Our health care system rewards the specialties much more than the generalist disciplines. Students with high debt loads who are trained in hospitals are going to choose hospital specialties that are procedure-based.

The GME system is not organized to deliver the kinds of physicians that we need. And right now, there’s no transparency or accountability in the funding that would propel the system in a different direction.

The report suggests cutting out a portion of the dollars that are not well-justified and using those dollars to fund innovative models of education that address our current health system. We need to establish residency programs in communities and develop incentives for students to stay in these communities and to go into the generalist disciplines of family medicine, pediatrics and general internal medicine.

Physician associations, including the AOA, have repeatedly called for lifting the 1997 spending cap on Medicare GME. This report calls for keeping it as is and possibly finding other sources of funding. Was there much deliberation among the committee on making a recommendation that would go against what physician groups have long been advocating? How was the decision to make this recommendation reached?

Financing was, of course, a major charge that took up a lot of the committee’s time and effort. To examine the finances, we did a lot of in-depth study of publications and data to try and see exactly how the Medicare GME funding is being spent right now. We were confronted with a systemwide lack of transparency and accountability.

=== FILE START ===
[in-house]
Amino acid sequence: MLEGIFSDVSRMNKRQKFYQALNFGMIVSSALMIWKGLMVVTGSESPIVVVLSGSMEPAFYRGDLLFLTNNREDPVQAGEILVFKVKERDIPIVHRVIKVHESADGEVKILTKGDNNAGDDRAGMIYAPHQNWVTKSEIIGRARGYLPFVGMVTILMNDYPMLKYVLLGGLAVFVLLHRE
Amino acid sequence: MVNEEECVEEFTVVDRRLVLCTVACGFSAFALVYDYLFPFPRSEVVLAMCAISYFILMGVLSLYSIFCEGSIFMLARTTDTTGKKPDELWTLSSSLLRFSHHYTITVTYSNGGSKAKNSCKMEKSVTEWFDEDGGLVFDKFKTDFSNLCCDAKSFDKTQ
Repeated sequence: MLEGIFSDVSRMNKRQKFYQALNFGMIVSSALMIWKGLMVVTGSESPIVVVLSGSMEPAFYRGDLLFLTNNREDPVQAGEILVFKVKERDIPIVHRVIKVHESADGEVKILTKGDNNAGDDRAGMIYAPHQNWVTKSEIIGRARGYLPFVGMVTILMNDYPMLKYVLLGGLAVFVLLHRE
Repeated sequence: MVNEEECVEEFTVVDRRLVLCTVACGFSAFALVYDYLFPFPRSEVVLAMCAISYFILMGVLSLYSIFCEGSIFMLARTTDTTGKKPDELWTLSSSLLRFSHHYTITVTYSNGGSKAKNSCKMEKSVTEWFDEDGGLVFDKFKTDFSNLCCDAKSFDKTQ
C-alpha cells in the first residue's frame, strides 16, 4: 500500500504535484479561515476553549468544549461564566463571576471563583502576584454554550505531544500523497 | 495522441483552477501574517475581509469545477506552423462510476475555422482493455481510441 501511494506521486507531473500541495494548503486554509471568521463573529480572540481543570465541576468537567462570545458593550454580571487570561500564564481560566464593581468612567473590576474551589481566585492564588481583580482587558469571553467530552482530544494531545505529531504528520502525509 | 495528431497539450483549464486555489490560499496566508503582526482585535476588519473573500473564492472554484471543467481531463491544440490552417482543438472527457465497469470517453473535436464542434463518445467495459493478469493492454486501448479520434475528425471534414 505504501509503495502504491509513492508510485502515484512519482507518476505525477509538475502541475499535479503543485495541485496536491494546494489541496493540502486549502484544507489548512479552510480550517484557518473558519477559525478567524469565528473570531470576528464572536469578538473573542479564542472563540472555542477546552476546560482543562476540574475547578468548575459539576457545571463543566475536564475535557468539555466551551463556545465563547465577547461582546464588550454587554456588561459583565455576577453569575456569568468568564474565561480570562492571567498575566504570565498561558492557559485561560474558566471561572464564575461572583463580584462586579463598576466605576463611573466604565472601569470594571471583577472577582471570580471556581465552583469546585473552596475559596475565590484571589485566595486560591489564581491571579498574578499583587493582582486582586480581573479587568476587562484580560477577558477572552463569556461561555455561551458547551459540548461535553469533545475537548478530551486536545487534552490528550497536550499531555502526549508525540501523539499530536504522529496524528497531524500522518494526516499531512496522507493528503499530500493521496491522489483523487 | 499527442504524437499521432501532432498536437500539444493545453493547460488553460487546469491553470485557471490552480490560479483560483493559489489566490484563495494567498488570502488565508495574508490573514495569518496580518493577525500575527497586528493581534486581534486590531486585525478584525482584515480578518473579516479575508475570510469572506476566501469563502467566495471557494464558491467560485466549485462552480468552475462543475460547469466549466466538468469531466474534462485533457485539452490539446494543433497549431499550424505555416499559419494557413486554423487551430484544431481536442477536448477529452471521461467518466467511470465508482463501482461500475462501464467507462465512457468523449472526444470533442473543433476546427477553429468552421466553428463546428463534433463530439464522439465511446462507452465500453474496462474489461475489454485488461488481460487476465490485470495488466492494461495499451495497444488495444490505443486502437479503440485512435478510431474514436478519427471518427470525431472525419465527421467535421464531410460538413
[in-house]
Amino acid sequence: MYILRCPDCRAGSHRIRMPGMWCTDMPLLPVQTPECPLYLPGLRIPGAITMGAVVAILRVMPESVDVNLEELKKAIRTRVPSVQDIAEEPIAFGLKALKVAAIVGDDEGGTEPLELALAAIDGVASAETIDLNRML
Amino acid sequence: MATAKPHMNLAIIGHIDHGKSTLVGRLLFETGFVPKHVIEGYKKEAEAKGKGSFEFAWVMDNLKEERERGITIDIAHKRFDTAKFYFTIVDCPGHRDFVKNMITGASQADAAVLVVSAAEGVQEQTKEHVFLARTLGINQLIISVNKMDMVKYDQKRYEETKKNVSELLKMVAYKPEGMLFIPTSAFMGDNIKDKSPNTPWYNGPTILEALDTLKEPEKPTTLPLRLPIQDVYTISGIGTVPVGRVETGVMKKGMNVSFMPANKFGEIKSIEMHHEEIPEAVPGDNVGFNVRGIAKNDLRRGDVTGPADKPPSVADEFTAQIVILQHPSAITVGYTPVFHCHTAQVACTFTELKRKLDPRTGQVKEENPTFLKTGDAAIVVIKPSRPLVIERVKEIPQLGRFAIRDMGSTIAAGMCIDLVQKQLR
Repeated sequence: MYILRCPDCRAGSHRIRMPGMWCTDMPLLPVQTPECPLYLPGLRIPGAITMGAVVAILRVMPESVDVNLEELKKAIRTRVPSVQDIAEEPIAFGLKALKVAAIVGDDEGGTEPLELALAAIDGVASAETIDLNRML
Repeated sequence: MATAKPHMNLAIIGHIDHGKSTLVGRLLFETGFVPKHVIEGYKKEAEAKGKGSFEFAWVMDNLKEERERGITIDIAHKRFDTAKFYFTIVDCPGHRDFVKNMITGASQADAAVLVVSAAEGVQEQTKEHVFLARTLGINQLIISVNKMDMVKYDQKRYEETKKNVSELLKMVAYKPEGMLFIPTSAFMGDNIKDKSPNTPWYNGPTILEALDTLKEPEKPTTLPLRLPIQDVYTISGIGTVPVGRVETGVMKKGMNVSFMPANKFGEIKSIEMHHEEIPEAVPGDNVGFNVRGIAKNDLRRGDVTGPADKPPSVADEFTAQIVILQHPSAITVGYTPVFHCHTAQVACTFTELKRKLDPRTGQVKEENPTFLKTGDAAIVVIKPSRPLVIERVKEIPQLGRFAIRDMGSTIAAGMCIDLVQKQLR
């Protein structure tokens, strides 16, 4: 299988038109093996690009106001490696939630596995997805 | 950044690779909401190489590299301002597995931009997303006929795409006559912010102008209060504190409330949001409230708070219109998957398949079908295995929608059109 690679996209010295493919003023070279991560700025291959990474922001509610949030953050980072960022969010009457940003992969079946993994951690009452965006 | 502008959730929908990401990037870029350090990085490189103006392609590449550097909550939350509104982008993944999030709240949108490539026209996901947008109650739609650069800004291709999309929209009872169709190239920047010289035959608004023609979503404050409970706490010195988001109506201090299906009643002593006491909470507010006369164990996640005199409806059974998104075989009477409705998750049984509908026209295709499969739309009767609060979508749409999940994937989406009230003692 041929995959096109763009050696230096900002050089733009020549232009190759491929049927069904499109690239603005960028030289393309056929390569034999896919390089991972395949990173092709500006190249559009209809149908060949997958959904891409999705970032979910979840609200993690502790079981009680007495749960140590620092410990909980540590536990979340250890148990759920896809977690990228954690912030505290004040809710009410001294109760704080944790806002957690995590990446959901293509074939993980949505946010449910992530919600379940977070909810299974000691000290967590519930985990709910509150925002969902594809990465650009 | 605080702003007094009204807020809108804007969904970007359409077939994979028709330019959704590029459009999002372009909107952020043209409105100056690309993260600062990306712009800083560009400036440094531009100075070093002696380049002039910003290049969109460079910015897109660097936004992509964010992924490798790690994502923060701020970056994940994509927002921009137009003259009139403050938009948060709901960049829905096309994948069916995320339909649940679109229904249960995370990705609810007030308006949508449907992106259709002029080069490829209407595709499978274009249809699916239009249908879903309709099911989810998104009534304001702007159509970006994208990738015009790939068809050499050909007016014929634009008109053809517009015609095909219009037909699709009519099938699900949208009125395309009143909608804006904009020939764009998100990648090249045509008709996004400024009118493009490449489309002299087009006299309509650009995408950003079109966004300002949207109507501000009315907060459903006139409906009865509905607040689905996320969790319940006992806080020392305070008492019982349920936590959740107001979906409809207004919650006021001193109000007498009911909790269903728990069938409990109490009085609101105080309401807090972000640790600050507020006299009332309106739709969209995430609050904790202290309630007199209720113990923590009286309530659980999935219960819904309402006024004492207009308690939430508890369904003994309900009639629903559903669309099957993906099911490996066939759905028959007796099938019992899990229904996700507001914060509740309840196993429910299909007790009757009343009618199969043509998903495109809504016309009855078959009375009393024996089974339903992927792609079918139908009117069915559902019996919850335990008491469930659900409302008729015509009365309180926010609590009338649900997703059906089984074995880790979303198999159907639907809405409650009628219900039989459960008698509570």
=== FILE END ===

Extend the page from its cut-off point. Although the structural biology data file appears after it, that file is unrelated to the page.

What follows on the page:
So we decided to take a portion of the existing dollars and recommend that they be used to develop some innovative ways to train physicians that will better serve the needs of the country and align with the direction in which health care is going. The positions developed through these new models will then be incorporated as newly funded residency slots.

More than two-thirds of Medicare GME funding is spent on indirect support, which means that money goes directly to the hospitals based on how many Medicare patients they treat. Of the $9.6 billion Medicare paid to teaching hospitals in 2010, nearly $7 billion was indirect support. Direct support, which pays for the direct educational expenses of residents, such as salaries, faculty and insurance, accounted for less than $3 billion.

So most of the money is unaccounted for in relation to education and does not support residency slots. This has been going on for 50 years, and it’s almost become an entitlement. The way the funds are distributed is no longer as relevant to the health care system as it was in 1965.